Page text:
Nicola, our Additional Needs Support Coordinator, speaks to Nick, dad to Alex who has autism. Nick shares with us an open and honest account of his personal struggles as a full-time carer, and how despite these challenges, he has strength and a hope for the future.

Alex is twenty-two and autistic. He has severe learning difficulties, anxiety, challenging and self-injurious behaviour and epilepsy.

Tell us what it is like to live with Alex?

When Alex is calm and settled he can laugh and be very cheeky. His communication is limited which is difficult as he is very sensitive. It’s hard for us to work out what is wrong or what he needs; what he is feeling or thinking, or indeed, whether he may actually be in pain.

What is it like raising a family that includes a son with such significant needs?

It has been extremely challenging for all of us. Alex lived with us for the first twelve years of his life, but due to the unbearable physical and emotional toll his behaviours had on us as parents and his siblings, we allowed him to go to a specialist residential school. This was one of the hardest decisions of our life. There was no local provision, so he was a long way from us. I will never forget the sense of extreme guilt I felt. As a dad, I was meant to be the protector of the family and there I was handing my precious son to someone else to care for – but I knew my wife and I were totally exhausted. We had two other sons who also needed us.

Alex is living back at home with you now. What happened?

Sadly, over a period of three years, this placement and another at a different school failed due to inadequate care. In 2015, Alex came back home to live with us with a package of ‘care support’ in place. That also unfortunately failed. In 2016 I gave up my career in insurance to be his full-time carer.

That must have been a huge disappointment and complete change for you. Can you tell us a bit more?

There is so much I could say about my daily thoughts and experiences but I’ll just share a couple of things that are a constant challenge to me, particularly as a dad.

Being Alex’s carer is very isolating. I went from meeting lots of people every day to spending long periods at home with Alex who needs close supervision. That loss of daily contact with people has been really tough. I don’t mind my own company but I thrive when I am with people. Also, losing the respect I gained as a senior member of a successful company – having once been someone who people turned to for advice and help – left a huge void. It felt as if I had lost a significant part of my identity.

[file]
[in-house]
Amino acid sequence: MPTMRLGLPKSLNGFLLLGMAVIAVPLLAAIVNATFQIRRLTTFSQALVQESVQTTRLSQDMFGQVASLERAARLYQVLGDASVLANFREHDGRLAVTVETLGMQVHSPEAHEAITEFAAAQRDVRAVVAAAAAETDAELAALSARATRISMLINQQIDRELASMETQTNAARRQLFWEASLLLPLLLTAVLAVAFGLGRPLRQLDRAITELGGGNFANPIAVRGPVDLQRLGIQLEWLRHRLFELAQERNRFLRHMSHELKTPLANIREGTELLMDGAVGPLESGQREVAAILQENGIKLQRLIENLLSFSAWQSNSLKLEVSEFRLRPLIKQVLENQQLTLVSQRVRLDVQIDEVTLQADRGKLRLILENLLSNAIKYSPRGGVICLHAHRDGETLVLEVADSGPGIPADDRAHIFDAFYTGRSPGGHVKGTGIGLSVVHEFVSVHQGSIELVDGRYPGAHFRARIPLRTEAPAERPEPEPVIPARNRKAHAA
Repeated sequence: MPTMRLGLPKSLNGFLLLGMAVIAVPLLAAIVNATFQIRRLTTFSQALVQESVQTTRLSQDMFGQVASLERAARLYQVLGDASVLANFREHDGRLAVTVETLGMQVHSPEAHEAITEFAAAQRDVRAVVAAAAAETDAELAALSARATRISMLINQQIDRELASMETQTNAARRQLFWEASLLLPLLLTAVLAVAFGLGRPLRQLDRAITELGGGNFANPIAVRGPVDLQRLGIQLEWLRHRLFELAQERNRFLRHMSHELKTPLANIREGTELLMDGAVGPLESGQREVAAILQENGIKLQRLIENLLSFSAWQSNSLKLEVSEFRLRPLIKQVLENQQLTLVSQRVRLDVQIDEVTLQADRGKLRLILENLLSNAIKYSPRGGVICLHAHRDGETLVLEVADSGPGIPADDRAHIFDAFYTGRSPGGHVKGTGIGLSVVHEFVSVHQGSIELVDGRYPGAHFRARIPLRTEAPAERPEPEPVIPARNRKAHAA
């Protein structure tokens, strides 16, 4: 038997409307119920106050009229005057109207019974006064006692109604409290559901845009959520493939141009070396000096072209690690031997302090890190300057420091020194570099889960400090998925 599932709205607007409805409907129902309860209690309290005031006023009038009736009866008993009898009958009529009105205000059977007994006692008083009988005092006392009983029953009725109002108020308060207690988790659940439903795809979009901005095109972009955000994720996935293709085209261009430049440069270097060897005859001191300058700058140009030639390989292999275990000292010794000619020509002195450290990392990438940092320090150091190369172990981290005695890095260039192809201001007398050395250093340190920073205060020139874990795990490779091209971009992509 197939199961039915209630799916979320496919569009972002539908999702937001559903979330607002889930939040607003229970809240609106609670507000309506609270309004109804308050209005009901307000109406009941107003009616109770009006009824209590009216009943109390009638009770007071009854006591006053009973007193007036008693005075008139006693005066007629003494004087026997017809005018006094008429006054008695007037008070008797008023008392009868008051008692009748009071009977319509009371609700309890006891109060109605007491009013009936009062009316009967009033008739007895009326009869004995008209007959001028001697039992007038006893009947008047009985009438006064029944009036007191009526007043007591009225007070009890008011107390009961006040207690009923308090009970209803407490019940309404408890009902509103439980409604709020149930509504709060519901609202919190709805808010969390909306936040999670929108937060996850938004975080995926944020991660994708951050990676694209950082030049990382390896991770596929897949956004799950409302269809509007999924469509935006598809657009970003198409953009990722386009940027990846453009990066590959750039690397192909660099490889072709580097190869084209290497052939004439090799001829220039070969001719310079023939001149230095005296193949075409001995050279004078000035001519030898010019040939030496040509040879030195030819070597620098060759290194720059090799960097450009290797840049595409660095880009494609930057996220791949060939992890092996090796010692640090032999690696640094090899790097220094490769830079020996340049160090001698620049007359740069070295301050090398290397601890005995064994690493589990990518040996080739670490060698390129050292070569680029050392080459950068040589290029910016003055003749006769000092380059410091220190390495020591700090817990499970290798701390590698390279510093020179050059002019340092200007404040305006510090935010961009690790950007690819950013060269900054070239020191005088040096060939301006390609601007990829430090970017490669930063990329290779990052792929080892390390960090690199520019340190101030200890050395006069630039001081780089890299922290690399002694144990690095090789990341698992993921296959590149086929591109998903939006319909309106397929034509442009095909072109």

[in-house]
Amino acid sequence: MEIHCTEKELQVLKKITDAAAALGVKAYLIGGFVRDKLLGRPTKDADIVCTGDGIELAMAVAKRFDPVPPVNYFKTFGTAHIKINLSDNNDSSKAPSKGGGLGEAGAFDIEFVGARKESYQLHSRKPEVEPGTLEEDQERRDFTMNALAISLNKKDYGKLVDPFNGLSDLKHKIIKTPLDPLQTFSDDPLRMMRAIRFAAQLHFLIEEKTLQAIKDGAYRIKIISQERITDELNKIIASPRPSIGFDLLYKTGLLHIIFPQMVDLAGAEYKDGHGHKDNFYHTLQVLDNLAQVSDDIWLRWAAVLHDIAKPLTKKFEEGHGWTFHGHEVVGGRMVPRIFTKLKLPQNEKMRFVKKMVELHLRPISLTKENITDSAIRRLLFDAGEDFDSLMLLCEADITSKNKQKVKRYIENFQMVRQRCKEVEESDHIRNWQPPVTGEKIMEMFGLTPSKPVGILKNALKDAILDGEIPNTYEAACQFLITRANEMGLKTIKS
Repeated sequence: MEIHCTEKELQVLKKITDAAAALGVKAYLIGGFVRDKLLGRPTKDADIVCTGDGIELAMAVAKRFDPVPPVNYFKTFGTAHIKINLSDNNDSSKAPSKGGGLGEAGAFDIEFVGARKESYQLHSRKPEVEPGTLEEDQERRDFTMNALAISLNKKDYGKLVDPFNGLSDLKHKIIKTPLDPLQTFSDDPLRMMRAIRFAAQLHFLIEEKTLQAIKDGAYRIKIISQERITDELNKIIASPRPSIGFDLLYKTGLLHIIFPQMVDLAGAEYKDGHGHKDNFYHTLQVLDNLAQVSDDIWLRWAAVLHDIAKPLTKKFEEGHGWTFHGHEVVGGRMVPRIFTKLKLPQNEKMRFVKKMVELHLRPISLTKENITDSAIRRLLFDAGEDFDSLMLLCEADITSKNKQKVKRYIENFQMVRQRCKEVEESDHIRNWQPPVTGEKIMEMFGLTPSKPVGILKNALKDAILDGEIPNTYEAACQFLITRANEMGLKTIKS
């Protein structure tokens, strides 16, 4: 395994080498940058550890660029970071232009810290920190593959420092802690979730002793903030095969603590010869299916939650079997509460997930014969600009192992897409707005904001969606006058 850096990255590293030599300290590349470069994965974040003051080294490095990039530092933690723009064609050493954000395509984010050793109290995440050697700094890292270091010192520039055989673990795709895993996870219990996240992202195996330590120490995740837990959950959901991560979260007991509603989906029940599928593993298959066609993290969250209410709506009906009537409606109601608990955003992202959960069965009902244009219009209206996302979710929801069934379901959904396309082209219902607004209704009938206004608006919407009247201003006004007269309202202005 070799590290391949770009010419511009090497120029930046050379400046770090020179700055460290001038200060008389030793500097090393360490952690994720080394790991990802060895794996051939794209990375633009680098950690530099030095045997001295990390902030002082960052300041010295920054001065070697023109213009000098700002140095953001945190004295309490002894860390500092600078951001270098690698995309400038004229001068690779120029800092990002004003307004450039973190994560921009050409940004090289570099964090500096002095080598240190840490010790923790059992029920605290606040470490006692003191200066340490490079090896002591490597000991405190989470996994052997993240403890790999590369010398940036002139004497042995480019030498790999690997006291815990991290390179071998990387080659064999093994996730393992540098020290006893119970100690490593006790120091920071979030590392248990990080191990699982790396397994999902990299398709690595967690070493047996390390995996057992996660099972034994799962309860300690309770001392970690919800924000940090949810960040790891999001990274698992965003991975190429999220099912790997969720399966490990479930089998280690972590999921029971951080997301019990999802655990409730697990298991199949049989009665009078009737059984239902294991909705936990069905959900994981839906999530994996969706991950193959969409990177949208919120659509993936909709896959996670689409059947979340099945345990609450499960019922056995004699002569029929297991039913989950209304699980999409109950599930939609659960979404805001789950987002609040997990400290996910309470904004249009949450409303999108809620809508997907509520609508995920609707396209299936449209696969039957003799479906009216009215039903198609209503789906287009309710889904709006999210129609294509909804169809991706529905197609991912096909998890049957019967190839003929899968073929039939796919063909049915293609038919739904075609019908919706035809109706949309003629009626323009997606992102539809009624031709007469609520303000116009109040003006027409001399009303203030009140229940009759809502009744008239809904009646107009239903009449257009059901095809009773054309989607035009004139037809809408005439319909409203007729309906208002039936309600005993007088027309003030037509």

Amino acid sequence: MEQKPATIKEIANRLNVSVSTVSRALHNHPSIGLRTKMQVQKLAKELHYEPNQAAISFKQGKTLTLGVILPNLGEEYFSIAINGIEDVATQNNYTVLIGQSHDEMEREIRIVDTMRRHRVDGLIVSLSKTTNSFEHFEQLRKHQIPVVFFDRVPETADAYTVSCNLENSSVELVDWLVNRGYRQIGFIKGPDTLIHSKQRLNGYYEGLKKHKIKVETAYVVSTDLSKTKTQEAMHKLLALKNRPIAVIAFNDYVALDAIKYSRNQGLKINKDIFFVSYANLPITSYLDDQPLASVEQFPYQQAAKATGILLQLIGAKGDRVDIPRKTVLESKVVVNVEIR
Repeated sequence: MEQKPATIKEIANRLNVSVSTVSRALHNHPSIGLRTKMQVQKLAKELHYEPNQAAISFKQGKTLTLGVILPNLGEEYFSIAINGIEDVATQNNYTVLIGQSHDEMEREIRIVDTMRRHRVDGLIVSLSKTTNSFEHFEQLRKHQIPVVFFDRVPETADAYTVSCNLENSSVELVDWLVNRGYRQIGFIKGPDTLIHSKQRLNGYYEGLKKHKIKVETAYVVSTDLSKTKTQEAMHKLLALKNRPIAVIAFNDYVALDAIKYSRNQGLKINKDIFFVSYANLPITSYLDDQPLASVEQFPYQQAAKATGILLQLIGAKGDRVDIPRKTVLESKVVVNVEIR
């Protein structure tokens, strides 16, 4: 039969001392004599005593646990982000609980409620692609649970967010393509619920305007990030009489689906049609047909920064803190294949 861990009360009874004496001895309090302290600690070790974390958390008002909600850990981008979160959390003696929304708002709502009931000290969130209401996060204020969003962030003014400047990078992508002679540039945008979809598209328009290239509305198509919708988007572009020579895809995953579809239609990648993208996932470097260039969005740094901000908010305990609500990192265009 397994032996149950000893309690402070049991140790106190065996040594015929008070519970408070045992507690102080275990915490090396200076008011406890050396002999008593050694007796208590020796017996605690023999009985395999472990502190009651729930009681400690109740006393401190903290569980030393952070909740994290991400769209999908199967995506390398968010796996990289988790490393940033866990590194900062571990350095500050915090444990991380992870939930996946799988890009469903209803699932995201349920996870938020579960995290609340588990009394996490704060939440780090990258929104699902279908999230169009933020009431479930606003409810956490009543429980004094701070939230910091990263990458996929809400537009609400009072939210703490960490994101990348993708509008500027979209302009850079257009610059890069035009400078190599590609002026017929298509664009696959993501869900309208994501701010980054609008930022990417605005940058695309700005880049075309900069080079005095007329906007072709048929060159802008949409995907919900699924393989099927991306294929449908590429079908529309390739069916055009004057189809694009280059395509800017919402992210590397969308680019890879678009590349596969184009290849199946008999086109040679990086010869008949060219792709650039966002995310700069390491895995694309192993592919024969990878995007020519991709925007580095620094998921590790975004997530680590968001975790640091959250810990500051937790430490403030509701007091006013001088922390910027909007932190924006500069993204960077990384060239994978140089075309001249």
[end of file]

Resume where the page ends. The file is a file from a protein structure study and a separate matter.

I often feel like I am in my own bubble. I have good, sympathetic male friends, however their lives and concerns are now so different from mine. Often the things I go through with Alex, whether practical or emotional, are way outside their experience. When we get together my friends talk about office politics, unreasonable workloads, unrealistic deadlines or the success and failures of their projects at work. In the back of my mind what really concerns me is, what’s going to happen to Alex when I die. Our lives could not be more different. I cannot expect them to understand.

What does a day look like for you now?

I’m a person who likes to organise and have a plan for each day. I now realise, having been at home full time with Alex for so long, that I find it really difficult when things go wrong or plans don’t work out.

Let me explain: my son has endless obsessions and long rituals which he must follow for virtually every daily task. Dressing, bathing, going in the car, going to the toilet, cleaning teeth, everything can take a very long time to complete. Routines that would take you seconds or minutes can take Alex hours, and may not happen at all if his mood is not right. I try hard not to let it frustrate me but I have been known to get cross. Then you’ll hear my wife exclaiming: ‘Calm down you’re making Alex worse’ or ‘Please just get out of the way and let me take over. I can’t deal with another child’ (meaning me).

I have had to learn to set realistic goals and be flexible to decide what is important and what can wait. I try to enjoy what has been achieved rather than lament what hasn’t; otherwise I’ll be constantly frustrated, wind up my son and wife, and miss out on the few good things that have happened.

How do you keep going?

Only by the grace of God. We are a Christian family and have come this far knowing that God is close to us in each moment. We also trust that He is one big step ahead of us, sorting our tomorrow. My faith gives me the strength for each day and hope for the future.

Thank you for sharing your story, Nick. I have the greatest respect for you and your wife and am truly humbled.

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